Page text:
emacs / src / blockinput.h

/* blockinput.h - interface to blocking complicated interrupt-driven input.
   Copyright (C) 1989, 1993 Free Software Foundation, Inc.

This file is part of GNU Emacs.

GNU Emacs is free software; you can redistribute it and/or modify
it under the terms of the GNU General Public License as published by
the Free Software Foundation; either version 2, or (at your option)
any later version.

GNU Emacs is distributed in the hope that it will be useful,
but WITHOUT ANY WARRANTY; without even the implied warranty of
MERCHANTABILITY or FITNESS FOR A PARTICULAR PURPOSE.  See the
GNU General Public License for more details.

You should have received a copy of the GNU General Public License
along with GNU Emacs; see the file COPYING.  If not, write to
the Free Software Foundation, Inc., 59 Temple Place - Suite 330,
Boston, MA 02111-1307, USA.  */


/* When Emacs is using signal-driven input, the processing of those
   input signals can get pretty hairy.  For example, when Emacs is
   running under X windows, handling an input signal can entail
   retrieving events from the X event queue, or making other X calls.

   If an input signal occurs while Emacs is in the midst of some
   non-reentrant code, and the signal processing invokes that same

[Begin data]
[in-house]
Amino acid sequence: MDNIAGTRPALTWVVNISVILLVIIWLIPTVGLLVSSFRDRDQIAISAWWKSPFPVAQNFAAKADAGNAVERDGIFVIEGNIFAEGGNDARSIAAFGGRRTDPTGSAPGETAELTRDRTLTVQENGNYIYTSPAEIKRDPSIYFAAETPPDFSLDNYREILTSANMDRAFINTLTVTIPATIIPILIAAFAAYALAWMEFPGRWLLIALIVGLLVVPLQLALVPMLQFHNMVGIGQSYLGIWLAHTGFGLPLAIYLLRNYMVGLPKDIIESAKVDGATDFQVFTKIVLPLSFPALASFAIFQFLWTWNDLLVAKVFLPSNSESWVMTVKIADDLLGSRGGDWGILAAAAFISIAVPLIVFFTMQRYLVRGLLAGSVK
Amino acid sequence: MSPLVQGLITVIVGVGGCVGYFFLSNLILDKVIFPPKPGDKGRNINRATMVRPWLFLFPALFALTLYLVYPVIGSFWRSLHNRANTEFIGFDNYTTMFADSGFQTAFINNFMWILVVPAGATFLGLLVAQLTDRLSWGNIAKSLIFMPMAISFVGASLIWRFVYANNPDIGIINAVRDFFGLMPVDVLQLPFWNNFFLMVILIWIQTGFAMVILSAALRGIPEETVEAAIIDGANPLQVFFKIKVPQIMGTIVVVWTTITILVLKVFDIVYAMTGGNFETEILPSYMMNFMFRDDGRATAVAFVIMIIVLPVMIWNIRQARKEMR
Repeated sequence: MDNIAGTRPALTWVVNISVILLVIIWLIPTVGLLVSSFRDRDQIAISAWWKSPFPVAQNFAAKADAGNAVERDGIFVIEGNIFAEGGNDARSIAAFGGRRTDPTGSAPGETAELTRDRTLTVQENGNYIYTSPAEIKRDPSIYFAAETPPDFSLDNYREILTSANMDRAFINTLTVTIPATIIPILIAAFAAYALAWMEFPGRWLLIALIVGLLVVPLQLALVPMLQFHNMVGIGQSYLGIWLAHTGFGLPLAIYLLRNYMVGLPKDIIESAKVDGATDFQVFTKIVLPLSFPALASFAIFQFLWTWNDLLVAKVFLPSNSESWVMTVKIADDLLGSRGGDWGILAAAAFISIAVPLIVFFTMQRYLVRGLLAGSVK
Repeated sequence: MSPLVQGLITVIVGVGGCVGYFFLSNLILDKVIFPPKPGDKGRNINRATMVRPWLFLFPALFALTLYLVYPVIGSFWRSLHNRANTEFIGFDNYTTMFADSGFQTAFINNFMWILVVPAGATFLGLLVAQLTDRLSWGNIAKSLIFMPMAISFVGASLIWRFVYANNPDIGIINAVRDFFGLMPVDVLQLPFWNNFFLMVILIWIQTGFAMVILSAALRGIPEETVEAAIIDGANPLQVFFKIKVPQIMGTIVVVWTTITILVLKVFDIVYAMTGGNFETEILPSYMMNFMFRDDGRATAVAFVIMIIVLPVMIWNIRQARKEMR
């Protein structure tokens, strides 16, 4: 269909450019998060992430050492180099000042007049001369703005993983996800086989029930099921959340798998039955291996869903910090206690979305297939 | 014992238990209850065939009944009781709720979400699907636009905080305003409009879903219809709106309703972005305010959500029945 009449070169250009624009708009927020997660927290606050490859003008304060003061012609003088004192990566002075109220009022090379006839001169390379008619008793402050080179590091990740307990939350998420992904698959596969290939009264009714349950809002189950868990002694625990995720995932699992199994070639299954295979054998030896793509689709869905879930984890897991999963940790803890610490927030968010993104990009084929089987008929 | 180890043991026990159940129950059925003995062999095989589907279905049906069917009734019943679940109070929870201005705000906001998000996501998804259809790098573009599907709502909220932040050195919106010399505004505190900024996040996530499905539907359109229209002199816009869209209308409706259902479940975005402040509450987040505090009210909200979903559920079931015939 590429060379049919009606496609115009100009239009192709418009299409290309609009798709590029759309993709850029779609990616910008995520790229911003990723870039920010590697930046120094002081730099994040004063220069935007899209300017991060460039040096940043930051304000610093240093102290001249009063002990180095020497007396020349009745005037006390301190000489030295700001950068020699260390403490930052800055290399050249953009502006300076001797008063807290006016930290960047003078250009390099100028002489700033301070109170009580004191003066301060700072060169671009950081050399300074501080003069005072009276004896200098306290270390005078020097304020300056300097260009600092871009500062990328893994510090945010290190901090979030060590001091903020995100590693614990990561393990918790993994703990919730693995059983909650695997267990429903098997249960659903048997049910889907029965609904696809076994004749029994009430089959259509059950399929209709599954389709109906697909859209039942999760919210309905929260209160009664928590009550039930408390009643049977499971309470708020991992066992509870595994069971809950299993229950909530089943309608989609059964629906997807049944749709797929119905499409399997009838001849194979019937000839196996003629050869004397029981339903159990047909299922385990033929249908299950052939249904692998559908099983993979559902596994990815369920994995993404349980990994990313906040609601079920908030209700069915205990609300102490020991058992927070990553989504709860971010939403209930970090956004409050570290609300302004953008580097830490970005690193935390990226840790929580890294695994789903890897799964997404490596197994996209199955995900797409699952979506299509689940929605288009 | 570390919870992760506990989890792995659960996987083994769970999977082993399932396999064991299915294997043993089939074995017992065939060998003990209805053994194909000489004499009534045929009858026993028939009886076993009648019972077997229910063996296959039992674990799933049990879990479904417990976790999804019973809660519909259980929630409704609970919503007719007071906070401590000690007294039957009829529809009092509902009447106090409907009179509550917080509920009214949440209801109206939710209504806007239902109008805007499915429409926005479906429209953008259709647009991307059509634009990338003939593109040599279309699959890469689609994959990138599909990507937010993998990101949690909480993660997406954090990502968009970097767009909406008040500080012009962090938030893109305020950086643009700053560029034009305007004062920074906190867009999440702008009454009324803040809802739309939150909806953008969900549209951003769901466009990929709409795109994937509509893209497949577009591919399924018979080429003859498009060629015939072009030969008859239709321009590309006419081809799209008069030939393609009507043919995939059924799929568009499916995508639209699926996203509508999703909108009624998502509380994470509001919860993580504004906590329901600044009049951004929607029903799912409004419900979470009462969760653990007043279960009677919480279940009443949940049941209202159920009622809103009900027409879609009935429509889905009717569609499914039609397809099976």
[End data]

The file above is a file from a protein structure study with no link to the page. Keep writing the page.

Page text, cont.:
code, we lose.  For example, malloc and the Xlib functions aren't
   usually re-entrant, and both are used by the X input signal handler
   - if we try to process an input signal in the midst of executing
   any of these functions, we'll lose.

   To avoid this, we make the following requirements:

   * Everyone must evaluate BLOCK_INPUT before entering these functions,
   and then call UNBLOCK_INPUT after performing them.  Calls
   BLOCK_INPUT and UNBLOCK_INPUT may be nested.

   * Any complicated interrupt handling code should test
   interrupt_input_blocked, and put off its work until later.  

   * If the interrupt handling code wishes, it may set
   interrupt_input_pending to a non-zero value.  If that flag is set
   when input becomes unblocked, UNBLOCK_INPUT will send a new SIGIO.  */

extern int interrupt_input_blocked;

/* Nonzero means an input interrupt has arrived
   during the current critical section.  */
extern int interrupt_input_pending;

/* Begin critical section. */
#define BLOCK_INPUT (interrupt_input_blocked++)

/* End critical section.

   If doing signal-driven input, and a signal came in when input was
   blocked, reinvoke the signal handler now to deal with it.

   We used to have two possible definitions of this macro - one for
   when SIGIO was #defined, and one for when it wasn't; when SIGIO
   wasn't #defined, we wouldn't bother to check if we should re-invoke
   the signal handler.  But that doesn't work very well; some of the
   files which use this macro don't #include the right files to get
   SIGIO.

   So, we always test interrupt_input_pending now; that's not too
   expensive, and it'll never get set if we don't need to resignal.  */
#define UNBLOCK_INPUT \
  (interrupt_input_blocked--, \
   (interrupt_input_blocked < 0 ? (abort (), 0) : 0), \
   ((interrupt_input_blocked == 0 && interrupt_input_pending != 0) \
    ? (reinvoke_input_signal (), 0) \
    : 0))

#define TOTALLY_UNBLOCK_INPUT (interrupt_input_blocked = 0)
#define UNBLOCK_INPUT_RESIGNAL UNBLOCK_INPUT
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